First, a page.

September 2007 | How-To | Ten Tips

Selecting a DC Location

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With the growth in global trade, deciding where to locate your distribution centers is an increasingly challenging process. Dr. Jeffrey Karrenbauer, president and co-founder of INSIGHT Inc., offers these tips for selecting the best sites.

1. Evaluate your supply chain network and create a plan.Look at what you are doing now and where you want to be in five, 10, or 20 years. Evaluate alternative operating strategies and their associated impact. Create a strategic business plan and consider land requirements: will you need to expand and do you have enough land?

2.Understand your site requirements and throughput volumes. Prepare accurate estimates of your inbound and outbound shipments, number of SKUs, peak inventory levels, value-added processes, and reverse logistics requirements. Determine how much inventory you need to carry to get products to market quickly.

3. Consider hiring a consultant. If you don't have the internal resources or qualifications to tackle site selection alone, hire an expert. The local Chamber of Commerce, industrial park developers, banks, and real estate service companies can guide you to the right site selection consultant.

4. Know the labor force in a potential location. Is there sufficient labor? Don't just opt for cheap labor; experienced labor is more important. Check how wage structures compare among various locales. You want this workforce to have a good work ethic, and to welcome learning and training.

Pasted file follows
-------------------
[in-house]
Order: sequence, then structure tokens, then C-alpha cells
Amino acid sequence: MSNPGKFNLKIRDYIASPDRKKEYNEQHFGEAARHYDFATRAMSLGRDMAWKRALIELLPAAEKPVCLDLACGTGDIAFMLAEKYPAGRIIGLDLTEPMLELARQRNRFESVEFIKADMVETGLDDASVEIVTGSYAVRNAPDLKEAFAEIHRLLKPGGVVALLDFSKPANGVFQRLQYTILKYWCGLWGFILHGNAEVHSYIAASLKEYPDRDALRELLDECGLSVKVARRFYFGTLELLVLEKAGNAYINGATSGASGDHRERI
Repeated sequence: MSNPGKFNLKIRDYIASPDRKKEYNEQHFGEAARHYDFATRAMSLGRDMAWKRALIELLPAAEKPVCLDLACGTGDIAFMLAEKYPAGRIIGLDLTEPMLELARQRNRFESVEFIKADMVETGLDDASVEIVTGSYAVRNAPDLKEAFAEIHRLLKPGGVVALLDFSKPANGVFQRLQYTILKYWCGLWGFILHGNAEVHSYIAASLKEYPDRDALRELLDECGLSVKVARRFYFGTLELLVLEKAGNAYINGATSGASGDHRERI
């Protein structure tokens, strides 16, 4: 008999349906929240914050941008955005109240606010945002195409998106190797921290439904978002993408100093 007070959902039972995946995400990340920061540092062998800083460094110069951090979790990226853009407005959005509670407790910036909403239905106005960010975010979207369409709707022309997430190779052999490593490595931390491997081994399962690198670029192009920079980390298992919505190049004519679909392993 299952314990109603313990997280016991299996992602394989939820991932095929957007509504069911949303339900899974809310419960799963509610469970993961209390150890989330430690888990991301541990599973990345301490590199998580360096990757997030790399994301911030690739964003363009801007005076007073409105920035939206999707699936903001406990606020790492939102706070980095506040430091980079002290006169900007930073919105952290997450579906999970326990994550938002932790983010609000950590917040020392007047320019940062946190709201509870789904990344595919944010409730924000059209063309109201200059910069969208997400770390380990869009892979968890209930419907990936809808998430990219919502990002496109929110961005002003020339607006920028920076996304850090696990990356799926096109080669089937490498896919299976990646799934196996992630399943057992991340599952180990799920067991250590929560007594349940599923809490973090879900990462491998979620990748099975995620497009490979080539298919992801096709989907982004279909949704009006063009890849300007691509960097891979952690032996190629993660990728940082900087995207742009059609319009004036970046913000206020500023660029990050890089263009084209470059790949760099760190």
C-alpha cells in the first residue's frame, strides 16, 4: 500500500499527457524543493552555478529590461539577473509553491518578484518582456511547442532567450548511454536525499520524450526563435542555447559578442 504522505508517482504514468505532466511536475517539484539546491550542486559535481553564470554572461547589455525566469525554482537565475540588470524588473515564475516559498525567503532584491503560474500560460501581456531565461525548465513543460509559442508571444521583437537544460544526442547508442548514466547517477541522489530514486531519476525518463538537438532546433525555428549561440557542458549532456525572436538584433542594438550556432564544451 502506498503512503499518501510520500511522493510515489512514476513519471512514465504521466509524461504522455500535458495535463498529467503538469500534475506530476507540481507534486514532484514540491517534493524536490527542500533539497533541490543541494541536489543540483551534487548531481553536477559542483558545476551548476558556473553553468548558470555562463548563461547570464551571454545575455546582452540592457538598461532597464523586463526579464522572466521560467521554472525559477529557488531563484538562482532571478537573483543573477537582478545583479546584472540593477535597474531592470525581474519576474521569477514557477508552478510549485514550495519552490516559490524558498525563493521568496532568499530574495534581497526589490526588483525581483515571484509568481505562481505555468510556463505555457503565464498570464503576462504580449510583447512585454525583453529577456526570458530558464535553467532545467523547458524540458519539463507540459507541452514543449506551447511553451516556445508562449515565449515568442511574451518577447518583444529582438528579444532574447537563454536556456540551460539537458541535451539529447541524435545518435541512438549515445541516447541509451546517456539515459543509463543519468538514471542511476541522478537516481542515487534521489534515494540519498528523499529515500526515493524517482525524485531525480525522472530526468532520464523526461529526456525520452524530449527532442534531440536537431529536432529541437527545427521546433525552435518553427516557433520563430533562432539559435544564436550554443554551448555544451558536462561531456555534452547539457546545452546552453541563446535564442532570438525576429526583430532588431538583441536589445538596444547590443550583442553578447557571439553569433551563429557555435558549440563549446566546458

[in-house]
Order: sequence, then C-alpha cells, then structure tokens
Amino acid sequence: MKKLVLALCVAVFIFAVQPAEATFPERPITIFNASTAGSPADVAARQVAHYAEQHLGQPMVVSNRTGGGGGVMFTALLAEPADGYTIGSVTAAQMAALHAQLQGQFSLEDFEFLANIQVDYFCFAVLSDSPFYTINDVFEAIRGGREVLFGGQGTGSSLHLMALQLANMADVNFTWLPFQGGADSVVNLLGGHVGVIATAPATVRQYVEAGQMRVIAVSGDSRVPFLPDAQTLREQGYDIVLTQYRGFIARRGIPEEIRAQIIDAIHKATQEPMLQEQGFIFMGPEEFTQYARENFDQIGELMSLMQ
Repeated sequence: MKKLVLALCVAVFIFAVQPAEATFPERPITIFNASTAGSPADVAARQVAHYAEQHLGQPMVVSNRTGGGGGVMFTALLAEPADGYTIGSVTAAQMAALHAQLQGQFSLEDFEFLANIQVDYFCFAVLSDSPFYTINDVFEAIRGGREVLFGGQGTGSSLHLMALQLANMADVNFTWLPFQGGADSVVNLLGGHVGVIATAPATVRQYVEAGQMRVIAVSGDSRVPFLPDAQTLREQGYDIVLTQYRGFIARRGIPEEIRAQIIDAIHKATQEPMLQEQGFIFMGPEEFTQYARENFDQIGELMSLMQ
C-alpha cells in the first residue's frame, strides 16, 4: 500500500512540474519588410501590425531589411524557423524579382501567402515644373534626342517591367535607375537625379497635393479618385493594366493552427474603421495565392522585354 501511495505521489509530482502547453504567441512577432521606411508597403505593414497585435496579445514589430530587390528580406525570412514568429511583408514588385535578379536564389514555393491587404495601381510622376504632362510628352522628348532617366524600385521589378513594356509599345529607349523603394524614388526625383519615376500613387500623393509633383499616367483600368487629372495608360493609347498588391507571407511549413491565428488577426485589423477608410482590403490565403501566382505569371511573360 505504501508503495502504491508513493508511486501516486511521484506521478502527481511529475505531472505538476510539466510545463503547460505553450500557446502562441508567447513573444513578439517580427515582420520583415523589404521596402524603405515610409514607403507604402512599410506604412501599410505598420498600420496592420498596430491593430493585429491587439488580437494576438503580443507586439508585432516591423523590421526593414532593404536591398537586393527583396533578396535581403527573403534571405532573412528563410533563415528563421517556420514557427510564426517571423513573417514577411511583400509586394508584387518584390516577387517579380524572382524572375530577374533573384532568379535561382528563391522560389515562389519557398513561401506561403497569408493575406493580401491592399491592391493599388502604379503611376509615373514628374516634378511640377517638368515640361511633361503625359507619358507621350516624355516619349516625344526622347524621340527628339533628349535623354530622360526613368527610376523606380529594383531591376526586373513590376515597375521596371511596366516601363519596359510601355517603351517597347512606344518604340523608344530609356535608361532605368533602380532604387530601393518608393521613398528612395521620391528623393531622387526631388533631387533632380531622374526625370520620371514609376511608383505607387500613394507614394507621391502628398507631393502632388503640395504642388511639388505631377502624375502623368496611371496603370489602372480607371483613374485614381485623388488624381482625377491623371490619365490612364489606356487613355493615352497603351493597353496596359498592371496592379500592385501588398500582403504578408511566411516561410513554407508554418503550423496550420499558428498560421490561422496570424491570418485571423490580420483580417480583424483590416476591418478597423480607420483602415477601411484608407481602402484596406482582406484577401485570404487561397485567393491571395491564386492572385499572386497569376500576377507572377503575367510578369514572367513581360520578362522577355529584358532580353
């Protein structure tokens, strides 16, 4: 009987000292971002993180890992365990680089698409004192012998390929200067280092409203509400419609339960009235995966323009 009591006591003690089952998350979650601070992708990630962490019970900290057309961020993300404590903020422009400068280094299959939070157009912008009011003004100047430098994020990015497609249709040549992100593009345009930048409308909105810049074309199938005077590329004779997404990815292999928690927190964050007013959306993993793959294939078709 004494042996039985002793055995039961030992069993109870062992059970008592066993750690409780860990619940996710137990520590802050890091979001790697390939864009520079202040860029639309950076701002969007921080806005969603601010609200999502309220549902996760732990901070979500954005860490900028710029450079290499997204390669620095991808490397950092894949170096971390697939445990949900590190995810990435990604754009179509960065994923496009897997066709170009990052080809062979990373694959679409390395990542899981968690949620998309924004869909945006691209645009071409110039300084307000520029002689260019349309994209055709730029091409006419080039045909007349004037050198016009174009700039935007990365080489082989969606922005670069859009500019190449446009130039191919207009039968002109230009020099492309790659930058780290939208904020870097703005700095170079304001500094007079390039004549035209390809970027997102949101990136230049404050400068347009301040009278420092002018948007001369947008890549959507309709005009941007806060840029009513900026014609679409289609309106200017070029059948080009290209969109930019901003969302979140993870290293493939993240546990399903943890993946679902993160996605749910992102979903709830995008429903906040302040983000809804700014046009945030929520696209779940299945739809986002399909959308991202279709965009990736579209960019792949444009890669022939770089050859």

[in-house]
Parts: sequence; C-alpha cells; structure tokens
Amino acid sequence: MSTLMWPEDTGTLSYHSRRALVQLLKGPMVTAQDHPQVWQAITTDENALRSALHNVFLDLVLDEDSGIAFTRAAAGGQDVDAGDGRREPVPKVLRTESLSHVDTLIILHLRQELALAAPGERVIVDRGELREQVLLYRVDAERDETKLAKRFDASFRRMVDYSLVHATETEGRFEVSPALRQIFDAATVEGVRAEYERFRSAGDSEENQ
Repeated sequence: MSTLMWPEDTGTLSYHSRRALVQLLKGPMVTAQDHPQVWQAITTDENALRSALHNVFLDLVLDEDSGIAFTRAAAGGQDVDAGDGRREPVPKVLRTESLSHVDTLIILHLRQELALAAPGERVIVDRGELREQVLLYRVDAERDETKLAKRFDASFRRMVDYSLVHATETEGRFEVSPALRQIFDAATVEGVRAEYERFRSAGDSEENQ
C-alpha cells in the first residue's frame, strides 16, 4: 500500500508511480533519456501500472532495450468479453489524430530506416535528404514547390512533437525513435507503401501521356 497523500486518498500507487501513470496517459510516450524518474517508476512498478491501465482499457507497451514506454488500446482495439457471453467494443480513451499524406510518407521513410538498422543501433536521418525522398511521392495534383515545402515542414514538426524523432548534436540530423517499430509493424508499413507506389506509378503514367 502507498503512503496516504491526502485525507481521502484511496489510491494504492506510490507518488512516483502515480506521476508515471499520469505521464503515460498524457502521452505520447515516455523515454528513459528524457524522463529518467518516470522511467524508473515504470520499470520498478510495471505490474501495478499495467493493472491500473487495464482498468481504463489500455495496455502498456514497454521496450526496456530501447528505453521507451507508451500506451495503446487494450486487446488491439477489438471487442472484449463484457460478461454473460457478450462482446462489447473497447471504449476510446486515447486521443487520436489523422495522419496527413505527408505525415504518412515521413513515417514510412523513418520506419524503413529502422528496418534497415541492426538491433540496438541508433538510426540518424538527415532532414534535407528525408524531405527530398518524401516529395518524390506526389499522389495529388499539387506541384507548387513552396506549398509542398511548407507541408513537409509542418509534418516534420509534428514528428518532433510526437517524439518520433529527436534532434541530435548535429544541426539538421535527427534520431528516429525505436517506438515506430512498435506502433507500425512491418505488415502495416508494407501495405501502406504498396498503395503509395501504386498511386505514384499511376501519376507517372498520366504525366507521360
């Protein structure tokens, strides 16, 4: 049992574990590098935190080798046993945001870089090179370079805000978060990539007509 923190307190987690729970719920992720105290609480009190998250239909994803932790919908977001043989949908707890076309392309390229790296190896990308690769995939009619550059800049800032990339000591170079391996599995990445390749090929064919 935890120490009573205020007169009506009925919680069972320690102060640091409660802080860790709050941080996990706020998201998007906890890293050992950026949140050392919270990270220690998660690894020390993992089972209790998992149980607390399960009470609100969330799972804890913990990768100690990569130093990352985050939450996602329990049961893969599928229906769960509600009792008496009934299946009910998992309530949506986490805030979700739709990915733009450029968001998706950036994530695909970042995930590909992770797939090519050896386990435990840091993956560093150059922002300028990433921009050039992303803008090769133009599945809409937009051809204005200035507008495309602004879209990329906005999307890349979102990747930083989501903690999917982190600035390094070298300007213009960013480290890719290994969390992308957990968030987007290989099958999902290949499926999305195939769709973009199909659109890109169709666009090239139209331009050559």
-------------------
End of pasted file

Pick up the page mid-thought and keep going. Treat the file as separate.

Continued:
5. Will executives relocate? Consider the desirability of housing and the environment around the facility location. Will your executives want to relocate there? Investigate with a good real estate agent.

6. Consider tax advantages. You want favorable business tax advantages for foreign investments at the state and local government levels within the United States. You also want to minimize import taxes for raw materials and expensive capital equipment, as well as export duties. The tax consequences of a site decision, and the financial incentives proffered by state or local governments, might factor into the equation, perhaps even influencing how the deal is financed.

7. Thoroughly examine the region's economic stability. Choosing a state that is not economically stable could impact your entire operation. You may not be able to purchase the goods and services to operate that facility properly.

8. Examine the infrastructure carefully. Adequate and reliable transportation resources, along with good highways, airports, and seaports, ensure that products can be delivered to meet customer service requirements.

9. Select close proximity to your customers and/or suppliers whenever possible. Transportation costs are 50 to 60 percent of total distribution costs, so factor in the additional transportation expenses you'll incur if your new facility is farther away from those in your value chain. Consider purchasing a software package to examine alternate scenarios.

10. Employ a real estate attorney. Once you identify and agree on the desired location, hire an experienced real estate attorney to establish a suitable acquisition of the land, building and equipment, and draft the appropriate contracts.

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